I seem to be teetering on the edge of something, and I think that “something” is good. I wonder about it, though. I wonder why I am hesitating to move in the direction of God. God is amazing, magnificent, and on my side. He desires my good, and He is goodness and kindness and gentleness.

In the last few days, I have read many articles, journaled to go deeper into thought over the things I have read, and I have talked to pastors, and other people of faith I feel are more reliable in their faith than I am. I am trying to understand what my problem is. Why am I unwilling to move on in my journey with God? I think I have a possibility. I first thought my hesitancy was because I didn’t want to give up control of my life. I was afraid that if I go with God, I will not be in control, and that seems to be very important to me. After all, “control” is how I have gotten myself out of a lot of tight spots, out of defeated places, and out of dozens of bad decisions. Control equals survival to me! So giving up control feels a little like a death wish. More on this later.

It’s pretty sad when I think giving up control that has brought me a lot of disasters is still my comfort. Would I really settle for the “same old, same old” just to retain my control over my life? Am I really that crazy? Is it because I don’t trust God? God has been amazingly faithful, merciful, and compassionate to me over the years. So, not trusting God doesn’t make sense. Is it that obeying Him and following Jesus seems like too big of a sacrifice? The Scripture about anyone who wants to save their life must lose it (Matt 10:39) comes to mind.

Today I read something that put my dilemma in perspective. It’s from John Eldredge’s devotional, “Restoration Year.” He writes, “I always felt it strange that God needed to command us to love Him. (it is the first and greatest commandment) When God calls us to love Him as our “first love,” it is not only because He deserves to hold that place in our hearts, but also because He knows what pain will come when we get that out of order. If you give the part of your soul that is meant for God to lesser things, they will break your heart because they cannot possibly come through for you. Only He will never leave you or forsake you. The command is a rescue from disaster.”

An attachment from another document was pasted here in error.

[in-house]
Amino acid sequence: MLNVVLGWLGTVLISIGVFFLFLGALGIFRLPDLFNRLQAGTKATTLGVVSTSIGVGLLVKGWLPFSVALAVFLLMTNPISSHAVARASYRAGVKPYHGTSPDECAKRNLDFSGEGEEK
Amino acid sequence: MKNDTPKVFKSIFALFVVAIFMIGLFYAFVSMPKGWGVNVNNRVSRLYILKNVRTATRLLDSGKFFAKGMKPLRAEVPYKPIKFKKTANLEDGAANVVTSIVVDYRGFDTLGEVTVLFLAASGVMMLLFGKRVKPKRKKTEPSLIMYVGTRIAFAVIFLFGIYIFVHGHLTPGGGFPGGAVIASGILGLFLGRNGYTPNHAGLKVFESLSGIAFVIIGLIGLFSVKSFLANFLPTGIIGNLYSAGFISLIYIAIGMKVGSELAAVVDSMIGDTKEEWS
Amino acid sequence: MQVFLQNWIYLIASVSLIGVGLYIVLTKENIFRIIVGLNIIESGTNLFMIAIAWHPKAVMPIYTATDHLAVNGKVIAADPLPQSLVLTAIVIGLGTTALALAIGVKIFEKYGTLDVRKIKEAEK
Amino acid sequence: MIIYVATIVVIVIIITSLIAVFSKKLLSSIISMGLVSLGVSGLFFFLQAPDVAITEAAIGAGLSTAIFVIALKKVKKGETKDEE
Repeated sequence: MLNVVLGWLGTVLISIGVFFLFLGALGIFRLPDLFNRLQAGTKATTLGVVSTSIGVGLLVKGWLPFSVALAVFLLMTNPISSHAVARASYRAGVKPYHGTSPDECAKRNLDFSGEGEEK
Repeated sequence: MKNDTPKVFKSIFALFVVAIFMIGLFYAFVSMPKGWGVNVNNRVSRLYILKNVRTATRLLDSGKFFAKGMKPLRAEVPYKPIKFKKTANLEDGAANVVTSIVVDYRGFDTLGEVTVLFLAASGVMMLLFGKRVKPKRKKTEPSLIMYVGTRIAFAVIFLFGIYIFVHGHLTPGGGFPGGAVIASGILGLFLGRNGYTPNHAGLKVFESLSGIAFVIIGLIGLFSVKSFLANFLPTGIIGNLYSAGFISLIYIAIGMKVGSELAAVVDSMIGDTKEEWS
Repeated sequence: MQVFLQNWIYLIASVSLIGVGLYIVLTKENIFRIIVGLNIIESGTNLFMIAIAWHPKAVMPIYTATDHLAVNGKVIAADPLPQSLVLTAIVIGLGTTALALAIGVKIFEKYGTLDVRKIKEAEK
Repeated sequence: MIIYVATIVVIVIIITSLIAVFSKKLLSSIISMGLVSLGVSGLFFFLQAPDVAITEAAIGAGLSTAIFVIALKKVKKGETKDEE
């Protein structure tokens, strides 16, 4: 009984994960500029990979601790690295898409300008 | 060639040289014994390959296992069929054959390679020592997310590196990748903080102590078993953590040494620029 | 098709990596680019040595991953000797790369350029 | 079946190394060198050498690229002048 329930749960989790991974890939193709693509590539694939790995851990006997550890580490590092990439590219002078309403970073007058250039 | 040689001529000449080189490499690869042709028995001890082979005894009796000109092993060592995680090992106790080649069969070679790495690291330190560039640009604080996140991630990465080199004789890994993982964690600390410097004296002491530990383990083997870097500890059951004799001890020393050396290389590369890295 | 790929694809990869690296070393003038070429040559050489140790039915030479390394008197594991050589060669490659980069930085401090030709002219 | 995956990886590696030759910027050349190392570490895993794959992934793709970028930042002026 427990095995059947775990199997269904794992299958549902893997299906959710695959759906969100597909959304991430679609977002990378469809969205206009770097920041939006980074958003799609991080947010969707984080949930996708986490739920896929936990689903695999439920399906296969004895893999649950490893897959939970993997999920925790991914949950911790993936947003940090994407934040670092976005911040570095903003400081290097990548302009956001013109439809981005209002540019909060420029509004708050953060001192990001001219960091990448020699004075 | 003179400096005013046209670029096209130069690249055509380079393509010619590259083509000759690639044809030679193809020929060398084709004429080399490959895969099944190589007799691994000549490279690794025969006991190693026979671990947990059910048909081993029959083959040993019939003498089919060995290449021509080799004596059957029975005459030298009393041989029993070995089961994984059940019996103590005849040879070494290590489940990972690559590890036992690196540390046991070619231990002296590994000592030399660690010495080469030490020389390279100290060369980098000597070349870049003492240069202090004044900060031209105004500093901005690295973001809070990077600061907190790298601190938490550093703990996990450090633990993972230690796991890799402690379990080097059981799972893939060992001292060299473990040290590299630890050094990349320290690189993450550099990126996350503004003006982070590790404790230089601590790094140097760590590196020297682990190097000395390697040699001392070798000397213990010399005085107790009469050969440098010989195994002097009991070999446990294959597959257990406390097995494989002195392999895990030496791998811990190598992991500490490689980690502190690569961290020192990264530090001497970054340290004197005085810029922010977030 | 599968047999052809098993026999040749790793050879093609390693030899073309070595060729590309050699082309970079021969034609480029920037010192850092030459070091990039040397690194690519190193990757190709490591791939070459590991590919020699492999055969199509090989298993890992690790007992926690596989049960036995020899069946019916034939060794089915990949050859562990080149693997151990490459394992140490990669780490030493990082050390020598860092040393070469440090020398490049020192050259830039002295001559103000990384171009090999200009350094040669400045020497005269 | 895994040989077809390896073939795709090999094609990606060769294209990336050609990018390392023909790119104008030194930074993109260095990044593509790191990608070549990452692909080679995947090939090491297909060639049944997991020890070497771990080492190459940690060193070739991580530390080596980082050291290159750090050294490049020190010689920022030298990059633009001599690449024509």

Disaster! Doesn’t that just sum up my life of control? Isn’t a life not leading to failure precisely what I want? Doesn’t everyone?

C.S. Lewis writes in his book, Mere Christianity, “Give up yourself, and you will find your real self. Lose your life, and you will save it. Submit to death, death of your ambitions, and favorite wishes every day and death of your whole body in the end: submit with every fiber of your being, and you will find eternal life.”

He goes on to say that nothing that has not died will be raised from the dead and that nothing that we have not given away will ever really be ours. That’s it! If I don’t give control of my life to God, if I am not willing to allow my ambitions and favorite wishes to die and come fresh and unencumbered to Him, the entanglement will lead to further disaster because I have it all backward. God loved me and planned for my redemption and relationship before the foundation of the world was set. While He was speaking light into existence, He was preparing for my darkness to be consumed by his Light.

  1. S. Lewis continues, “Look for yourself, and you will find in the long run only hatred, loneliness, despair, rage, ruin and decay. (sounds like Facebook) But look for Christ, and you will find Him, and your favorite dreams will be thrown in.”

God is calling all of us into a relationship through and with Christ. Everything, EVERYTHING God does, he does in love because that is who He is.

The problem lies with me. Do I love God with my whole heart, soul, mind, and strength? Do I trust his perfect, never-going-to-let-me-down love? Or am I going to clutch my pathetic idea of control?

The first and greatest commandment is God’s rescue. His Holy Spirit is my Comforter. Jesus is the Way the Truth and the Life. The choice seems simple, but I have grown up in the world just like everyone else, and it feels like home. Familiarity has its comfort and its cost. I’m going to spend a few days examining my love for God and my apparent love of control. Of course, I know what I should do, but upon a realistic look at my heart—well, I do not see it.

I’ll get back with you, but in the meantime, think about where you stand.